Head bent low against the biting wind and rain, I turn onto Normal Avenue making my daily trek from the Sox and 35th Red Line stop to Urban Christian Academy- the after-school program I have worked at for the last two years. The smell of wood burning stoves and Chinese food radiates a feeling of comfort and warmth to my tired and chilled body. It is oddly quiet aside from the sound of tires moving through the rain soaked streets; a sharp contrast to what people usually associate with Chicago and city living. Approaching the familiar worn brick building that houses both New Life Community Church, I smile- the familiarity of the building sending a wave of peace through my preoccupied college student mind. Past the main entrances I shuffle to the narrow alley that separates the two parts of the building.
Collapsing my umbrella and shielding my eyes from the wind, I open the side door of the building and breathlessly hurry down the stairs to my classroom. Tossing a rain-soaked backpack to the chair, I flick on the lights, power up the space heater, and survey the empty basement classroom. Notebooks and pencils rest neatly at different spots on the desks. Chairs are pushed in for once. This space is quiet, relaxing in weary anticipation for the chaos that is just around the corner. The wall clock notifies me it is 2:15 in the afternoon, so I quickly go through the daily prep tasks, erasing the previous day’s journal prompt and pulling one from the list in my bag. “What type of chip is better- Takis or Flaming Hot Cheetos? Why?” A silly thing to write about, but in an urban fourth and fifth-grade class this prompt is gold. It comes from a heated debate that took place during one of our homework breaks the previous week. I know that they will have plenty to say on the subject. I check my bell work folder, trying to determine how we will transition from the school day to homework time and see the “math minute” worksheets my principal has assigned for the class. I groan inwardly as I set a sheet facedown at each student’s place. I despise these meaningless worksheets, but I do what I am told. Tasks done, I move towards the door to head to the central part of the building for a brief staff meeting before picking up the kids from Healy Elementary School. Grabbing my travel mug of now lukewarm coffee, I do a quick once-over of the room making checks on my mental list. My classroom is ready. More than that, I am ready. As a Senior in an Elementary Education program, I have only three months before I leave temporarily for twelve weeks of student teaching away from this place. The place that helped shape me into a teacher since I first started working here two years ago. Only a few more months more than that separate me from graduation and a teaching degree. Sharp sadness pierces my heart as I think about leaving “my” students. Lord give me the strength, patience, and wisdom to love them as you would today. Maybe it’s nostalgia from thinking about how close I am to finishing or it could be from the meeting I had with a professor last week, but memories bounce around my scattered mind. What a journey it has been…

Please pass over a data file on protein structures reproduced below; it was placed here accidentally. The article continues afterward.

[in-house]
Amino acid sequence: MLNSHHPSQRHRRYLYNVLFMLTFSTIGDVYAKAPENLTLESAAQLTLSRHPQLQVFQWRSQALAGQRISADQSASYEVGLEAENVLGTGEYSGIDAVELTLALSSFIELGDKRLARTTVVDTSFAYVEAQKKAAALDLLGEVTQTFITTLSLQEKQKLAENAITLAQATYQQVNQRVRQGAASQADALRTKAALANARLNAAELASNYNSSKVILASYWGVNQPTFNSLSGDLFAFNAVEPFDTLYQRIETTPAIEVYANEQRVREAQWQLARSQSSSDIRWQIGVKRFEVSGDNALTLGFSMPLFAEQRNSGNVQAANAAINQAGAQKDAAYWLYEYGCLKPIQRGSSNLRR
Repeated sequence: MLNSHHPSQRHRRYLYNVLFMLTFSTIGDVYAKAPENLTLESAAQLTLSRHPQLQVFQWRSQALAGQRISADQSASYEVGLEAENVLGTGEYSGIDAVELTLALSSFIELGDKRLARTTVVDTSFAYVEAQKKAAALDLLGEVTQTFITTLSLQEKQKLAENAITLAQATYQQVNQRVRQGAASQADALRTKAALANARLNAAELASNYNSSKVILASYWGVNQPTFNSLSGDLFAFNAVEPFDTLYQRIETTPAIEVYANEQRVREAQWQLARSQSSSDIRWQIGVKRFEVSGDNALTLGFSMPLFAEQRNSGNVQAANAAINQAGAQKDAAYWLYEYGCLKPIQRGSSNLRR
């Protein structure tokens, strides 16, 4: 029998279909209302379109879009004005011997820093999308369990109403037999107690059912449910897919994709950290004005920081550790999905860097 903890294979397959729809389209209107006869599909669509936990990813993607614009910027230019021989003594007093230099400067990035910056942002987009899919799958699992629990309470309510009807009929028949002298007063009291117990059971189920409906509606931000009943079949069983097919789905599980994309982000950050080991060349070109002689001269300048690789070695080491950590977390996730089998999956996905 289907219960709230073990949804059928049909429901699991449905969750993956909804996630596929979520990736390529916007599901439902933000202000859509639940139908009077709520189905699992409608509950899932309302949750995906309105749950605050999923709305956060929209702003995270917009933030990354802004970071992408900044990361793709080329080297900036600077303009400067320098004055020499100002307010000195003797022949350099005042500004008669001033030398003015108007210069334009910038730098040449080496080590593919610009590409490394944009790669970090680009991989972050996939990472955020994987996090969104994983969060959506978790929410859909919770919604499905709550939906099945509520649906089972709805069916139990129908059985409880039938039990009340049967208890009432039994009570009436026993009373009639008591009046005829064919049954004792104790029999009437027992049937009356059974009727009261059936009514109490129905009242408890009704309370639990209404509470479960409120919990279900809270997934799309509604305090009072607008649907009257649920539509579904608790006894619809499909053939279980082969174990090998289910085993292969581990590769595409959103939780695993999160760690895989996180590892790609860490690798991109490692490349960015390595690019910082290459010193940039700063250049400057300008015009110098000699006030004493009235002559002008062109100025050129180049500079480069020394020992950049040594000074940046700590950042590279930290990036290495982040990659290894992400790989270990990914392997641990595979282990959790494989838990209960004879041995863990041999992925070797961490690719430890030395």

I sit rigidly on the edge of the chair in my professor’s office, my body shaking like a leaf, staring pointedly at the rug on the floor. I have only been a Sophomore in college for two months, but feel the strain of what has already been a battle of a school year radiating through every inch of my body. Depression, anxiety, and doubt have lead me to this office, but these monsters in my mind send their feelers into every crevice of my mind as I sit. Why did I bother coming to talk to my professor? What if he tells the program head what a waste I am for this program?
“I-I don’t know if I should be in the Elementary Education program. I-I don’t know if this is where God wants me.” The words come out quickly and abruptly before I have a chance to think about what I am saying. Regret washes over my anxious and terrified body.
I glance up, and we make brief eye contact before my gaze goes back to the floor. “Okay… why do you think that is?” he asks with a comforting, yet questioning tone.
“I-I don’t, I’m not a public speaker. I don’t think that I can stand up and give lessons.”
He pauses, and I can see that he is trying to make sense of what I am saying. “If you were not an Elementary Education major, what program would you be in?”
“I don’t know. Maybe Children’s Ministry? I know I want to work with kids at the very least…”